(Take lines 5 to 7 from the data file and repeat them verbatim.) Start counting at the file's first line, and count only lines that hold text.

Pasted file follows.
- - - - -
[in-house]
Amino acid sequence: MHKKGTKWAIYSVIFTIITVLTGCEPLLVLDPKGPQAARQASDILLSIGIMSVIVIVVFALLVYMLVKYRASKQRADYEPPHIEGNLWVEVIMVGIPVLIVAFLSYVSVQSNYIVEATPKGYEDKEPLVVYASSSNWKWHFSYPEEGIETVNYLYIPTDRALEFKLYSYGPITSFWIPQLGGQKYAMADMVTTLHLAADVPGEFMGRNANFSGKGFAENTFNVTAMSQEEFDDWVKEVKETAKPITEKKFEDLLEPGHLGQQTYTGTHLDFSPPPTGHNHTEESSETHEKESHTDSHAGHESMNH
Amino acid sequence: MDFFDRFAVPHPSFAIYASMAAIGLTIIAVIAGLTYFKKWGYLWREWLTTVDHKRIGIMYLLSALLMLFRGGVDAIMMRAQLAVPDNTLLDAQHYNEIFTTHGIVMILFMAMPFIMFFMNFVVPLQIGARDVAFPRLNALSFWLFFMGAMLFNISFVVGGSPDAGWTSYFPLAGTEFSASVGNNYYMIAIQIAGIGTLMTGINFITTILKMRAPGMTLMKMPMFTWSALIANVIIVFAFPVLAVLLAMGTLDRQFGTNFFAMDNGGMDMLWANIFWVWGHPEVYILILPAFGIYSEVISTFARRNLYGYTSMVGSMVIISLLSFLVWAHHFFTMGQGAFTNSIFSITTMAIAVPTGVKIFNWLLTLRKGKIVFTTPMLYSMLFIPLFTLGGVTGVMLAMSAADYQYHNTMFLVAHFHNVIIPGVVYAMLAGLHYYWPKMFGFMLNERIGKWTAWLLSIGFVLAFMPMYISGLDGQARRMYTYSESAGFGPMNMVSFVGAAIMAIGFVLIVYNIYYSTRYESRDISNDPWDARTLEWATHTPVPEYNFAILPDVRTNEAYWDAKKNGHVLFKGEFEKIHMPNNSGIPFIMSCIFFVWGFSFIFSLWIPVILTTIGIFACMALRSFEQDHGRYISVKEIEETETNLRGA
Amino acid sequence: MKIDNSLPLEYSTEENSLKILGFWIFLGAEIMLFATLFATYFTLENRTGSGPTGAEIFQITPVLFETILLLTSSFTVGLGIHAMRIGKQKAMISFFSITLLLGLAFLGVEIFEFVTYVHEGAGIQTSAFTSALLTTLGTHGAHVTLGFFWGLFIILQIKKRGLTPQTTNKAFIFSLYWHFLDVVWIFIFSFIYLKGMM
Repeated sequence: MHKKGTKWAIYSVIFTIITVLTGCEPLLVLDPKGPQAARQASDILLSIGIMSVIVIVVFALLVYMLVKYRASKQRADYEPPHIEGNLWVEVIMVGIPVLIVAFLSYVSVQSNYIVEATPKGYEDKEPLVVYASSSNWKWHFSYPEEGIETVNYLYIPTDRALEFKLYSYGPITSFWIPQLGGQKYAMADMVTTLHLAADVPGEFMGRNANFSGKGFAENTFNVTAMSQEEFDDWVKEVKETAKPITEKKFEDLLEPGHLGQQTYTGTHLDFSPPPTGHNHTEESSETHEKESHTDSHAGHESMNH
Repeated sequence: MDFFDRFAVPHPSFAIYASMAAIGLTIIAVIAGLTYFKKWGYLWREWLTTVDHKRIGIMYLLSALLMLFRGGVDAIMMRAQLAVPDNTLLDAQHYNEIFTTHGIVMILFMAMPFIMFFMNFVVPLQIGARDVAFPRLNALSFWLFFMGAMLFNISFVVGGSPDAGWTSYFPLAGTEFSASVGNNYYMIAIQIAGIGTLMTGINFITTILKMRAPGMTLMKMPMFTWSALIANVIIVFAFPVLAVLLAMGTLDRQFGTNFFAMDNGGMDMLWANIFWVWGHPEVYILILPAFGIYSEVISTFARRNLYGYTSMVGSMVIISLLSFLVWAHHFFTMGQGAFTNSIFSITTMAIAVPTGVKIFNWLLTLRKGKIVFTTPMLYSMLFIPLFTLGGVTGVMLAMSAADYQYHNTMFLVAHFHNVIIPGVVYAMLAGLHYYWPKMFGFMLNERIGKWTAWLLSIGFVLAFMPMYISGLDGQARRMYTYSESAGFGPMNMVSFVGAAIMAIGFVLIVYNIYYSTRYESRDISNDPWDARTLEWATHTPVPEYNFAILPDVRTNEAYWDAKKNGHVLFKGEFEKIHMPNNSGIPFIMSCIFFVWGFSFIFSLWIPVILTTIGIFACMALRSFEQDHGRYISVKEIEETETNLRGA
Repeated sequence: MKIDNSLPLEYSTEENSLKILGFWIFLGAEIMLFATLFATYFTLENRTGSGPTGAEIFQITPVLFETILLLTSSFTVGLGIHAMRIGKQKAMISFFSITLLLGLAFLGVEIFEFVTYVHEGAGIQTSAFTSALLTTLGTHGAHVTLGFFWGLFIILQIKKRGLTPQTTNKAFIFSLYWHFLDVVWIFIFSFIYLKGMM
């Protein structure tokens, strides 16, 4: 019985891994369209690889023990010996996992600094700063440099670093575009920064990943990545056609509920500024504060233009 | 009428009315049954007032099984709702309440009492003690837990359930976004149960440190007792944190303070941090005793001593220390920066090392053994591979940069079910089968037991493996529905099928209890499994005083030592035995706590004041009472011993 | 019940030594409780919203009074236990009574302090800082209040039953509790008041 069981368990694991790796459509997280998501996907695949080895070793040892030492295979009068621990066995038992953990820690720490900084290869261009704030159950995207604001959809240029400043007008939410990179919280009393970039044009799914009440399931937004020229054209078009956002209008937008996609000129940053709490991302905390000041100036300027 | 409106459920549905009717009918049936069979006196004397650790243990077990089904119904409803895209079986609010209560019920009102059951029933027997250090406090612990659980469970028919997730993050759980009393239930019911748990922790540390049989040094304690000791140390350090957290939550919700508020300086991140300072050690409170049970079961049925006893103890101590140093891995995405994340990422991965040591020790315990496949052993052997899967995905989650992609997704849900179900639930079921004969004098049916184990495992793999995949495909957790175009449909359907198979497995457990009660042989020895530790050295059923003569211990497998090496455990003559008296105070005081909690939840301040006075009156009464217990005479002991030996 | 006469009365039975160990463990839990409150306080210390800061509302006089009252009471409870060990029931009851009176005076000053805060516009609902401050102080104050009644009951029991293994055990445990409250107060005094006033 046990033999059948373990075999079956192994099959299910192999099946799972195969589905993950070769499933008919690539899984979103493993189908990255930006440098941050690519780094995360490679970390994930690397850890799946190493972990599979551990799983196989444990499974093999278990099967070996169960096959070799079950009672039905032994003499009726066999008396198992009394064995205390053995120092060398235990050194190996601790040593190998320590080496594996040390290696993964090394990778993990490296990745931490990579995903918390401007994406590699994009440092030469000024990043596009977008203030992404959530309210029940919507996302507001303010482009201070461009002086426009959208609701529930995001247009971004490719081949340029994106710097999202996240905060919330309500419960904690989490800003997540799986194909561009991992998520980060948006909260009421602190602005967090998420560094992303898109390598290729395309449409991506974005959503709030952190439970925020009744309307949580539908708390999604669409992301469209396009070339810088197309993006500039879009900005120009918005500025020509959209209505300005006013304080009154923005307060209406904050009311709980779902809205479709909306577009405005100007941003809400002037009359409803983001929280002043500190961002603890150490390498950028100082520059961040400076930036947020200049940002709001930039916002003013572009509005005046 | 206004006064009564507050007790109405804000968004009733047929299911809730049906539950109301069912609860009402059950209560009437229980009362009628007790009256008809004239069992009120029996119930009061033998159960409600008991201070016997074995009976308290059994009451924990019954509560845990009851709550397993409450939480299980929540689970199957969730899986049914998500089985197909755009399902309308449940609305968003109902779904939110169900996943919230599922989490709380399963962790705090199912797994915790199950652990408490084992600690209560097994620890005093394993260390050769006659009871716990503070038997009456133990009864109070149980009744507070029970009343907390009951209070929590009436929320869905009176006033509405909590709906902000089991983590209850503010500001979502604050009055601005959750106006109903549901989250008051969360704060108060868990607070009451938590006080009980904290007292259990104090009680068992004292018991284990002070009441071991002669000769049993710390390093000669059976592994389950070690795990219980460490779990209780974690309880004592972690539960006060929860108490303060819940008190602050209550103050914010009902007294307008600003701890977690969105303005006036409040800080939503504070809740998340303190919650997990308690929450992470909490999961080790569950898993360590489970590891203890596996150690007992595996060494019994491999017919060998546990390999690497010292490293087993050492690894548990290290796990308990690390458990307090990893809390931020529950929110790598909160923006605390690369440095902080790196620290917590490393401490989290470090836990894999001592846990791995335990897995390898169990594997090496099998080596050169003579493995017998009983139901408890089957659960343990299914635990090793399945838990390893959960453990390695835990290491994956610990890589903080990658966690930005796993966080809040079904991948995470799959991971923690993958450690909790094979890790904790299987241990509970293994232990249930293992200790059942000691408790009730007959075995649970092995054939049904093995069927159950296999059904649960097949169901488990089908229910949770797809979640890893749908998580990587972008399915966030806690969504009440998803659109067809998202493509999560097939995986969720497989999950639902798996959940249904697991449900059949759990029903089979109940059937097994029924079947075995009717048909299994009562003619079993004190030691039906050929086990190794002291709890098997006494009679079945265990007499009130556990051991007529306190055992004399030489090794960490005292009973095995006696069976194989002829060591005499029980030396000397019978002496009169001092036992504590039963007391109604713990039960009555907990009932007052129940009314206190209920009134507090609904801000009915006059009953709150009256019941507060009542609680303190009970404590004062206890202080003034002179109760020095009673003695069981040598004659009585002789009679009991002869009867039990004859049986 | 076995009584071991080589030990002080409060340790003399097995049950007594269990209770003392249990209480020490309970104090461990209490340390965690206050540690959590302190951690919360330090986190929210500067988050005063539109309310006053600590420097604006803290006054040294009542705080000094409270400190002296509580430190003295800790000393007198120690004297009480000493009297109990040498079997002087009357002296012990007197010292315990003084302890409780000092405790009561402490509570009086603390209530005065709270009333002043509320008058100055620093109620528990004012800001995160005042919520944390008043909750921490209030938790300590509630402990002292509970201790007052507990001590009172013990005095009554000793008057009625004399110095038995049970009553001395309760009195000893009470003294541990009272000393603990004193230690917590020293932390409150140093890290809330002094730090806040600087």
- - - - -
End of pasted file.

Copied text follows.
Repeated sequence: MHKKGTKWAIYSVIFTIITVLTGCEPLLVLDPKGPQAARQASDILLSIGIMSVIVIVVFALLVYMLVKYRASKQRADYEPPHIEGNLWVEVIMVGIPVLIVAFLSYVSVQSNYIVEATPKGYEDKEPLVVYASSSNWKWHFSYPEEGIETVNYLYIPTDRALEFKLYSYGPITSFWIPQLGGQKYAMADMVTTLHLAADVPGEFMGRNANFSGKGFAENTFNVTAMSQEEFDDWVKEVKETAKPITEKKFEDLLEPGHLGQQTYTGTHLDFSPPPTGHNHTEESSETHEKESHTDSHAGHESMNH
Repeated sequence: MDFFDRFAVPHPSFAIYASMAAIGLTIIAVIAGLTYFKKWGYLWREWLTTVDHKRIGIMYLLSALLMLFRGGVDAIMMRAQLAVPDNTLLDAQHYNEIFTTHGIVMILFMAMPFIMFFMNFVVPLQIGARDVAFPRLNALSFWLFFMGAMLFNISFVVGGSPDAGWTSYFPLAGTEFSASVGNNYYMIAIQIAGIGTLMTGINFITTILKMRAPGMTLMKMPMFTWSALIANVIIVFAFPVLAVLLAMGTLDRQFGTNFFAMDNGGMDMLWANIFWVWGHPEVYILILPAFGIYSEVISTFARRNLYGYTSMVGSMVIISLLSFLVWAHHFFTMGQGAFTNSIFSITTMAIAVPTGVKIFNWLLTLRKGKIVFTTPMLYSMLFIPLFTLGGVTGVMLAMSAADYQYHNTMFLVAHFHNVIIPGVVYAMLAGLHYYWPKMFGFMLNERIGKWTAWLLSIGFVLAFMPMYISGLDGQARRMYTYSESAGFGPMNMVSFVGAAIMAIGFVLIVYNIYYSTRYESRDISNDPWDARTLEWATHTPVPEYNFAILPDVRTNEAYWDAKKNGHVLFKGEFEKIHMPNNSGIPFIMSCIFFVWGFSFIFSLWIPVILTTIGIFACMALRSFEQDHGRYISVKEIEETETNLRGA
Repeated sequence: MKIDNSLPLEYSTEENSLKILGFWIFLGAEIMLFATLFATYFTLENRTGSGPTGAEIFQITPVLFETILLLTSSFTVGLGIHAMRIGKQKAMISFFSITLLLGLAFLGVEIFEFVTYVHEGAGIQTSAFTSALLTTLGTHGAHVTLGFFWGLFIILQIKKRGLTPQTTNKAFIFSLYWHFLDVVWIFIFSFIYLKGMM